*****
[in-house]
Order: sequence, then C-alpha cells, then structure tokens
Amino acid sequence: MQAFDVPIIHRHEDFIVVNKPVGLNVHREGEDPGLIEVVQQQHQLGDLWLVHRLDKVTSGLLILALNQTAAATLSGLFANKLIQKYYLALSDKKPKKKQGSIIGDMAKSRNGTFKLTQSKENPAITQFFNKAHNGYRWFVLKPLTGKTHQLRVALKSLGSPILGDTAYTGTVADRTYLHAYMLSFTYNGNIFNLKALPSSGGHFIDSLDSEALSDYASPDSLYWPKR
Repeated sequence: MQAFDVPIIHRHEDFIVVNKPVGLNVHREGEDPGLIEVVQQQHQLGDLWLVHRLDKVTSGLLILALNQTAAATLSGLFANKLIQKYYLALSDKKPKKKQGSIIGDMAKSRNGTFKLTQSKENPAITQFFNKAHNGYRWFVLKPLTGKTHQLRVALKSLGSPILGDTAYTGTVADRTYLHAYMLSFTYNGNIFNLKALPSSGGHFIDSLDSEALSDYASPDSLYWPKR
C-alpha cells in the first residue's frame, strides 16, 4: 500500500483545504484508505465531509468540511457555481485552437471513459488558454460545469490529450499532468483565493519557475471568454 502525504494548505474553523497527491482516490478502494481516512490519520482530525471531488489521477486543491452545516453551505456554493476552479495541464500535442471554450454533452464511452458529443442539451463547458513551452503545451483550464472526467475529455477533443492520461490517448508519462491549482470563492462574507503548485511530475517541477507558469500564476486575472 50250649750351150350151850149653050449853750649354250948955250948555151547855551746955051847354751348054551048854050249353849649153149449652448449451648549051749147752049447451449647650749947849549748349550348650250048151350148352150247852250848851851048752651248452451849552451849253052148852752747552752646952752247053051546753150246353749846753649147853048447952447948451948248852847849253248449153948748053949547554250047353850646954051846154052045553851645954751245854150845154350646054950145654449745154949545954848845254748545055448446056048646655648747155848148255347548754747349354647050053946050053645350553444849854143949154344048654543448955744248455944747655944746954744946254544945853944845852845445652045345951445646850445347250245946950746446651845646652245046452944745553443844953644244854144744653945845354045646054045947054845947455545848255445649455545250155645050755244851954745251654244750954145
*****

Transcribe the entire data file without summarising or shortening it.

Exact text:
[in-house]
Order: sequence, then C-alpha cells, then structure tokens
Amino acid sequence: MQAFDVPIIHRHEDFIVVNKPVGLNVHREGEDPGLIEVVQQQHQLGDLWLVHRLDKVTSGLLILALNQTAAATLSGLFANKLIQKYYLALSDKKPKKKQGSIIGDMAKSRNGTFKLTQSKENPAITQFFNKAHNGYRWFVLKPLTGKTHQLRVALKSLGSPILGDTAYTGTVADRTYLHAYMLSFTYNGNIFNLKALPSSGGHFIDSLDSEALSDYASPDSLYWPKR
Repeated sequence: MQAFDVPIIHRHEDFIVVNKPVGLNVHREGEDPGLIEVVQQQHQLGDLWLVHRLDKVTSGLLILALNQTAAATLSGLFANKLIQKYYLALSDKKPKKKQGSIIGDMAKSRNGTFKLTQSKENPAITQFFNKAHNGYRWFVLKPLTGKTHQLRVALKSLGSPILGDTAYTGTVADRTYLHAYMLSFTYNGNIFNLKALPSSGGHFIDSLDSEALSDYASPDSLYWPKR
C-alpha cells in the first residue's frame, strides 16, 4: 500500500483545504484508505465531509468540511457555481485552437471513459488558454460545469490529450499532468483565493519557475471568454 502525504494548505474553523497527491482516490478502494481516512490519520482530525471531488489521477486543491452545516453551505456554493476552479495541464500535442471554450454533452464511452458529443442539451463547458513551452503545451483550464472526467475529455477533443492520461490517448508519462491549482470563492462574507503548485511530475517541477507558469500564476486575472 50250649750351150350151850149653050449853750649354250948955250948555151547855551746955051847354751348054551048854050249353849649153149449652448449451648549051749147752049447451449647650749947849549748349550348650250048151350148352150247852250848851851048752651248452451849552451849253052148852752747552752646952752247053051546753150246353749846753649147853048447952447948451948248852847849253248449153948748053949547554250047353850646954051846154052045553851645954751245854150845154350646054950145654449745154949545954848845254748545055448446056048646655648747155848148255347548754747349354647050053946050053645350553444849854143949154344048654543448955744248455944747655944746954744946254544945853944845852845445652045345951445646850445347250245946950746446651845646652245046452944745553443844953644244854144744653945845354045646054045947054845947455545848255445649455545250155645050755244851954745251654244750954145